“She just loved dolls,” said Charles. “Raggedy Ann dolls were her favorite. There’s no telling how many of those she made. I know she made about 20 of them that were life-size.”

Mary sold her creations for several years at the Senior Citizens Handmade Market on Connally Street, but after it closed its doors in 2003 her handiwork and beloved dolls ended up in one of the family’s spare bedrooms. And according to Charles, she continually added to the collection, even after last year when she began experiencing pain in her bones and joints.

“Her hands became so crippled up,” said Charles, who explained they thought they were dealing with arthritis. “I couldn’t understand how she could keep on knitting and crocheting like she did with her little hands like they were.”

For six months Mary’s pain steadily increased, with Charles doing all he could to make his wife comfortable, ultimately taking a leave of absence from his job to care for her.

“She just had such a hard time,” Charles said. “She was taking all the pain medication she could take. I would rub her back, put pain patches on her, do everything I could, but she just wasn’t getting any relief. And to see somebody you love so much sit there and cry and beg you for help — it was terrible not to be able to do something. It really hurt.”

In the early part of February a second set of testing was ordered, and before Mary was sent to the hospital Charles helped her to the back room of their home to look at her treasures.

“We started talking about things a little bit after she got sick,” said Charles. “She said, ‘When I get home we’re gonna have a garage sale and get rid of all this stuff. Our kids couldn’t even come and spend the night with us if they wanted to.’ I just said, ‘Honey, what ever you want to do.’ But I didn’t really think she would ever sell those dolls in a garage sale.”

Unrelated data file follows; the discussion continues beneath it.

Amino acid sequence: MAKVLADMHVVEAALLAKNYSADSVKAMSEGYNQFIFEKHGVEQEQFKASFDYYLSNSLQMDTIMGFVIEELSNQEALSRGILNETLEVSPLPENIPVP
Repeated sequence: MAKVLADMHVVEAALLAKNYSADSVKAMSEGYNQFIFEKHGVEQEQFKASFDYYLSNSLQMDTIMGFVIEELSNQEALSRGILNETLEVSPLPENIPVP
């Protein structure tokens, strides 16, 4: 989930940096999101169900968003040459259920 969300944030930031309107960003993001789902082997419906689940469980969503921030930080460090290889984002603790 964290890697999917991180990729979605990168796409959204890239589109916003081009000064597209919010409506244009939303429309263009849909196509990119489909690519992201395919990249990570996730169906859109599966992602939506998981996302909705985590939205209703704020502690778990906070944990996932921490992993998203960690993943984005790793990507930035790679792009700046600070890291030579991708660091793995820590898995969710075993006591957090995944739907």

After two days in the hospital, the test results came back diagnosing that Mary had multiple myeloma, cancer of the bone marrow.

“The doctor told us she had probably about two weeks to live,” said Charles. “It just wiped me out. It was just so sudden. I knew she was sick, but I didn’t know she was that sick. We (he and their children) decided not to tell her, but she knew. She was hurting so bad. Somehow, she knew she’d never go home again. And she told me, she just wanted to go to sleep and wake up in heaven.”

The family decided to make Mary as comfortable as possible during her last days, therefore, morphine was given to ease her pain and discomfort. Two days later, at 4 a.m. on Feb. 6, Mary woke up to see her husband sitting awake by her hospital bed, and she wanted to talk.